For example, it is well known that the genetic diversity of a loblolly pine plantation in a breeding program is higher than the genetic diversity of a natural loblolly pine stand. In this sense, breeding trees is like breeding horses – everything possible is done to avoid inbreeding. Simply put, inbreeding is fatal to trees, but is required in crop breeding. Yields of genetically improved loblolly pine are three times the yields of wild trees, even though we have only been breeding loblolly pine for about 70 years.
Guy Meilleur asks, “[Regarding] natural form, how does the architecture of trees (as identified by Halle, Roloff, Pfisterer et al) inform their management? For example, some genera form pronounced or slanted branch collars; others are small or very longitudinal. So can there be one rule for pruning all trees?”
TK: The form of trees is under very strong genetic control. That is why you can recognize an open-grown sugar maple or American elm from a great distance. Under forest conditions or stress, form is modified by environment. For example, a forest-grown sugar maple has a crown that is as much a result of light competition as it is of genetic expression. For open-grown trees that are the concern of many arborists, it would be very smart to prune (when necessary) in accordance with the natural architecture of the tree. However, the majority of arborists do not know enough about tree architecture to do this properly. I would hope that the arboriculture industry would start paying more attention to architecture of trees, but this may be too much to ask.
Hen Saveourwoods asks, “Should we in the UK stop planting Ash trees for forestry? If so, what tree/s could replace the Ash?”
TK: No, you should not stop planting ash. There are almost no tree diseases for which there is no resistance – American chestnut being the rare exception. Searching for Chalara-resistant trees and collecting their seeds is ongoing in Britain and needs to continue. Similarly, selection for resistance is important with other tree diseases such as white pine blister rust of whitebark pine. It is expensive to identify and propagate resistant trees, but it is far cheaper than losing a species. Europe has much lower tree species diversity than North America, and you certainly cannot afford to give up on a species. You are likely to be hit with the double problem of Chalara and emerald ash borer, but that is all the more reason to redouble efforts to select and breed for resistance. The good news is that the majority of new pests and pathogens eventually become less serious over time as susceptible individuals are selected out of the tree population and as natural enemies of the pest or pathogen increase in populations.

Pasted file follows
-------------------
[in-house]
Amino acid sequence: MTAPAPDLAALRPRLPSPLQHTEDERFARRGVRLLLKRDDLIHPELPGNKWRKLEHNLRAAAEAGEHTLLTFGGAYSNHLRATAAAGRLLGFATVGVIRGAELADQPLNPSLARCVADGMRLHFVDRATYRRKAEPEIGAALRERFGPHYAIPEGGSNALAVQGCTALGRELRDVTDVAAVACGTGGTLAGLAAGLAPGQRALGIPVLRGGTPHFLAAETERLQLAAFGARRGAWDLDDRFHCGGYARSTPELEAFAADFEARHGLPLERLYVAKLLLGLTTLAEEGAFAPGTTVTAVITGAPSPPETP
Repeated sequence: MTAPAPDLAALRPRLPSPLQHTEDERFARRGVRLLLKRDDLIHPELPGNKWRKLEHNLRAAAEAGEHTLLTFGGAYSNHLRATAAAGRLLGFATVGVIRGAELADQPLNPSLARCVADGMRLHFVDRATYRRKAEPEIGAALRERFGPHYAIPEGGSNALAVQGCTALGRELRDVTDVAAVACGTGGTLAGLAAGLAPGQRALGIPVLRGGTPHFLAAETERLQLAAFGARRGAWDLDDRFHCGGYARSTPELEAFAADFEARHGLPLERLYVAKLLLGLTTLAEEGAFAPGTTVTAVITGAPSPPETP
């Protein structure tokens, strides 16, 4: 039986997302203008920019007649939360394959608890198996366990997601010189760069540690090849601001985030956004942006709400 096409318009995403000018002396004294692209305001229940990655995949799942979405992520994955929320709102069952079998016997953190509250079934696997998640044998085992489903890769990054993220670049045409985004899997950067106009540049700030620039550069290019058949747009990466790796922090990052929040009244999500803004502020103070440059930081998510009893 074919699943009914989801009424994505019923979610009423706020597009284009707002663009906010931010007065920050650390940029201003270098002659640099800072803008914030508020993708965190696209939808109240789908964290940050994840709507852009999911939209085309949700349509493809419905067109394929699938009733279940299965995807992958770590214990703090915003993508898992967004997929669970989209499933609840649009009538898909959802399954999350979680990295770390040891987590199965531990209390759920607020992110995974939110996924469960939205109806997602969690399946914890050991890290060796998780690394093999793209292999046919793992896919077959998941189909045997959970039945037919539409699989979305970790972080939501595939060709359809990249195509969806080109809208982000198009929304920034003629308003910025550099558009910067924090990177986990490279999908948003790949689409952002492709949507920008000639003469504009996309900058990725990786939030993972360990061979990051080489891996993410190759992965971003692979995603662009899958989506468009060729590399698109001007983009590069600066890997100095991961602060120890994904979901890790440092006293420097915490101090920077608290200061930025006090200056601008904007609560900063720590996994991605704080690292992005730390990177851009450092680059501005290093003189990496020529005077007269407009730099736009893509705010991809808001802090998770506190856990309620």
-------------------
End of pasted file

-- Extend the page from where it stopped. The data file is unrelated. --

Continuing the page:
Jill Butler asks,
- “Is there a relationship between the amount a tree is light-demanding and how much shade it creates? Fagus sylvatica is very shade tolerant but is also very shade giving; pinus sylvestris the opposite; but Frasinus excelsior is quite shade tolerant but not very shade giving.
- What is the ‘natural’ form of a tree? Open grown? Or what is the opposite term ([it] can’t be ‘forest’ form as the term ‘forest’ used as dense canopy is very modern)?
- What shrubs can flower and fruit under 50 percent shade cover or greater?”
TK: This is a complicated set of questions that are hard to address fully in less than a book-length reply, but let me give a few simplistic answers. In general, shade-intolerant trees have less complex crown structure than shade tolerant trees, and they don’t maintain populations of shade leaves in the lower crown. A tolerant tree will have both sun leaves in the upper canopy and shade leaves in the lower canopy. So a shade-tolerant tree like beech will absorb more of the incident light than an intolerant tree. There are some exceptions that make this a complex issue. For example, many of our woodland pasture trees are quite shade tolerant when young but less so when mature.
As in the question about tree form, the genetic expression of the shape of a tree is only obvious when the tree grows without competition. In a forest, the form of the tree is a product both of its genetic potential and the environmental effects of competition for resources from other trees. Rather than referring to the “natural” form of a tree, which is hard to define, we can say that the form of a tree is a result of its architecture, which is genetically determined, and its environment, particularly with respect to competition from other trees.
The effects of shade on fruiting depends on the intrinsic (genetic) shade tolerance of the species. An intolerant tree like sumac will not flower or fruit in shade. A very shade tolerant tree such as pawpaw will flower and fruit in moderate shade, but may not do so in deep shade. Knowing which shrubs will perform well in shade requires a pretty thorough understanding of the natural history of each species, and I don’t know European shrubs well enough to comment.